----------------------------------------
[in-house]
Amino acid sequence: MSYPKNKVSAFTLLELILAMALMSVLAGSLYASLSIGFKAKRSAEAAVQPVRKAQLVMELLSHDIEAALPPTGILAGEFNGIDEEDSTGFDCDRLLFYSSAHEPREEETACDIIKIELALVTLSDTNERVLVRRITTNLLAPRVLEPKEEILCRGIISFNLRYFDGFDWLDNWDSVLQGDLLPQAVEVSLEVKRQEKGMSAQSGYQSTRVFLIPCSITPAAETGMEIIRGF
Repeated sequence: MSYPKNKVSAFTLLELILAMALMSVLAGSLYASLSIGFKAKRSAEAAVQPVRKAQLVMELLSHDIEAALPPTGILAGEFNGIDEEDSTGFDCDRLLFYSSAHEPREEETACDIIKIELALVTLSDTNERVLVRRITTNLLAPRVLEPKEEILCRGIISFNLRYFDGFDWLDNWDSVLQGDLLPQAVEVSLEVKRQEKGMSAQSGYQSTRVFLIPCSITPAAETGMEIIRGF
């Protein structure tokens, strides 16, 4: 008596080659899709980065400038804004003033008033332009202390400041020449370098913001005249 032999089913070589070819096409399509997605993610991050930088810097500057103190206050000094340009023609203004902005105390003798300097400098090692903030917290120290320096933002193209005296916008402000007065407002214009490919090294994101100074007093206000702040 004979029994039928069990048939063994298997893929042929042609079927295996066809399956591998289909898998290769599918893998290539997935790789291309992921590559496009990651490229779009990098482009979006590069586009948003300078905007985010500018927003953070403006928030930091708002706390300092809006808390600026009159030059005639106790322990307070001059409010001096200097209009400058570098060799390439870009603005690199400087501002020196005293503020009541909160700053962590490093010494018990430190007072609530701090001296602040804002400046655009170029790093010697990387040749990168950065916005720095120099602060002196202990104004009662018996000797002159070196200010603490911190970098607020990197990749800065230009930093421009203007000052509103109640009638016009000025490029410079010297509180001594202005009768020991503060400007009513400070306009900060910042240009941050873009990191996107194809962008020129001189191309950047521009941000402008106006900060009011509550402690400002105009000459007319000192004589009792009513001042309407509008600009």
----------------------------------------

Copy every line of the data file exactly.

[in-house]
Amino acid sequence: MSYPKNKVSAFTLLELILAMALMSVLAGSLYASLSIGFKAKRSAEAAVQPVRKAQLVMELLSHDIEAALPPTGILAGEFNGIDEEDSTGFDCDRLLFYSSAHEPREEETACDIIKIELALVTLSDTNERVLVRRITTNLLAPRVLEPKEEILCRGIISFNLRYFDGFDWLDNWDSVLQGDLLPQAVEVSLEVKRQEKGMSAQSGYQSTRVFLIPCSITPAAETGMEIIRGF
Repeated sequence: MSYPKNKVSAFTLLELILAMALMSVLAGSLYASLSIGFKAKRSAEAAVQPVRKAQLVMELLSHDIEAALPPTGILAGEFNGIDEEDSTGFDCDRLLFYSSAHEPREEETACDIIKIELALVTLSDTNERVLVRRITTNLLAPRVLEPKEEILCRGIISFNLRYFDGFDWLDNWDSVLQGDLLPQAVEVSLEVKRQEKGMSAQSGYQSTRVFLIPCSITPAAETGMEIIRGF
């Protein structure tokens, strides 16, 4: 008596080659899709980065400038804004003033008033332009202390400041020449370098913001005249 032999089913070589070819096409399509997605993610991050930088810097500057103190206050000094340009023609203004902005105390003798300097400098090692903030917290120290320096933002193209005296916008402000007065407002214009490919090294994101100074007093206000702040 004979029994039928069990048939063994298997893929042929042609079927295996066809399956591998289909898998290769599918893998290539997935790789291309992921590559496009990651490229779009990098482009979006590069586009948003300078905007985010500018927003953070403006928030930091708002706390300092809006808390600026009159030059005639106790322990307070001059409010001096200097209009400058570098060799390439870009603005690199400087501002020196005293503020009541909160700053962590490093010494018990430190007072609530701090001296602040804002400046655009170029790093010697990387040749990168950065916005720095120099602060002196202990104004009662018996000797002159070196200010603490911190970098607020990197990749800065230009930093421009203007000052509103109640009638016009000025490029410079010297509180001594202005009768020991503060400007009513400070306009900060910042240009941050873009990191996107194809962008020129001189191309950047521009941000402008106006900060009011509550402690400002105009000459007319000192004589009792009513001042309407509008600009």